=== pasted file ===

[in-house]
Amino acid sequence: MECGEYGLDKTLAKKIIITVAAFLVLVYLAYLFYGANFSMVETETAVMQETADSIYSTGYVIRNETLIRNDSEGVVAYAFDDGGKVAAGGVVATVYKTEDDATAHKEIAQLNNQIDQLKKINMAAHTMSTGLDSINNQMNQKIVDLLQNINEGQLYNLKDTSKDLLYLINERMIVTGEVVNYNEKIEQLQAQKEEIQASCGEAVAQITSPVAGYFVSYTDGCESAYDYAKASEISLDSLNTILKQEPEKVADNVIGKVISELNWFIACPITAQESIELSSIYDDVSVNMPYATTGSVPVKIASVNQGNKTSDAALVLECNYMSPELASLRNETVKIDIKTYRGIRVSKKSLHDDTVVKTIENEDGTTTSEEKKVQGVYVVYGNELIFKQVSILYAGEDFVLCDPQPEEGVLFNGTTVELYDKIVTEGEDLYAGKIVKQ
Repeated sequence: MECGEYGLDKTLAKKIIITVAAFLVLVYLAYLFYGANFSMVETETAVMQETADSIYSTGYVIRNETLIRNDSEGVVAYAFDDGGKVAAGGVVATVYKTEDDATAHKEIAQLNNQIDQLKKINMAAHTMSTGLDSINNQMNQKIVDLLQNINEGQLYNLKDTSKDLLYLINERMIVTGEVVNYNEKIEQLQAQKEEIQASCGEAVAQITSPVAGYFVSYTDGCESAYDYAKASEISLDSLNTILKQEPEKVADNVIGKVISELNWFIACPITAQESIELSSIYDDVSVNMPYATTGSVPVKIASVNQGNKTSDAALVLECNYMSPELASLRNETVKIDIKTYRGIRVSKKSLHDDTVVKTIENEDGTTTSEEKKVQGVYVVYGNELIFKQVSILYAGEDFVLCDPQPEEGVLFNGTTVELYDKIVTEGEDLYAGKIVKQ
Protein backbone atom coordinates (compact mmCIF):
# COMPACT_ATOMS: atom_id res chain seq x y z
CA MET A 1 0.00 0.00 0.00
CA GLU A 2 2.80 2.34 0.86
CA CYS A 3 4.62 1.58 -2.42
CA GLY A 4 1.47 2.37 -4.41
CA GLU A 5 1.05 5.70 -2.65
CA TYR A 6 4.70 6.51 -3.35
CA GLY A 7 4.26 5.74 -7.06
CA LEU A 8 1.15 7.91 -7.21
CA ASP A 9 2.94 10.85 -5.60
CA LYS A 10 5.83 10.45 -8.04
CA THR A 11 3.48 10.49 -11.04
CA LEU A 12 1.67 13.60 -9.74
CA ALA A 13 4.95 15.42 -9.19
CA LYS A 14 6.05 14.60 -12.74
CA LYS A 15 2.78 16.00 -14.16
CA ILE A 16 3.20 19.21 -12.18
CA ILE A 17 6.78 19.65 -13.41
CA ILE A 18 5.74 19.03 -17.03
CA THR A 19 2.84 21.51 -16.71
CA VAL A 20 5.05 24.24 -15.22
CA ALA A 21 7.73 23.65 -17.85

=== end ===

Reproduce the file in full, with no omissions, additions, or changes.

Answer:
[in-house]
Amino acid sequence: MECGEYGLDKTLAKKIIITVAAFLVLVYLAYLFYGANFSMVETETAVMQETADSIYSTGYVIRNETLIRNDSEGVVAYAFDDGGKVAAGGVVATVYKTEDDATAHKEIAQLNNQIDQLKKINMAAHTMSTGLDSINNQMNQKIVDLLQNINEGQLYNLKDTSKDLLYLINERMIVTGEVVNYNEKIEQLQAQKEEIQASCGEAVAQITSPVAGYFVSYTDGCESAYDYAKASEISLDSLNTILKQEPEKVADNVIGKVISELNWFIACPITAQESIELSSIYDDVSVNMPYATTGSVPVKIASVNQGNKTSDAALVLECNYMSPELASLRNETVKIDIKTYRGIRVSKKSLHDDTVVKTIENEDGTTTSEEKKVQGVYVVYGNELIFKQVSILYAGEDFVLCDPQPEEGVLFNGTTVELYDKIVTEGEDLYAGKIVKQ
Repeated sequence: MECGEYGLDKTLAKKIIITVAAFLVLVYLAYLFYGANFSMVETETAVMQETADSIYSTGYVIRNETLIRNDSEGVVAYAFDDGGKVAAGGVVATVYKTEDDATAHKEIAQLNNQIDQLKKINMAAHTMSTGLDSINNQMNQKIVDLLQNINEGQLYNLKDTSKDLLYLINERMIVTGEVVNYNEKIEQLQAQKEEIQASCGEAVAQITSPVAGYFVSYTDGCESAYDYAKASEISLDSLNTILKQEPEKVADNVIGKVISELNWFIACPITAQESIELSSIYDDVSVNMPYATTGSVPVKIASVNQGNKTSDAALVLECNYMSPELASLRNETVKIDIKTYRGIRVSKKSLHDDTVVKTIENEDGTTTSEEKKVQGVYVVYGNELIFKQVSILYAGEDFVLCDPQPEEGVLFNGTTVELYDKIVTEGEDLYAGKIVKQ
Protein backbone atom coordinates (compact mmCIF):
# COMPACT_ATOMS: atom_id res chain seq x y z
CA MET A 1 0.00 0.00 0.00
CA GLU A 2 2.80 2.34 0.86
CA CYS A 3 4.62 1.58 -2.42
CA GLY A 4 1.47 2.37 -4.41
CA GLU A 5 1.05 5.70 -2.65
CA TYR A 6 4.70 6.51 -3.35
CA GLY A 7 4.26 5.74 -7.06
CA LEU A 8 1.15 7.91 -7.21
CA ASP A 9 2.94 10.85 -5.60
CA LYS A 10 5.83 10.45 -8.04
CA THR A 11 3.48 10.49 -11.04
CA LEU A 12 1.67 13.60 -9.74
CA ALA A 13 4.95 15.42 -9.19
CA LYS A 14 6.05 14.60 -12.74
CA LYS A 15 2.78 16.00 -14.16
CA ILE A 16 3.20 19.21 -12.18
CA ILE A 17 6.78 19.65 -13.41
CA ILE A 18 5.74 19.03 -17.03
CA THR A 19 2.84 21.51 -16.71
CA VAL A 20 5.05 24.24 -15.22
CA ALA A 21 7.73 23.65 -17.85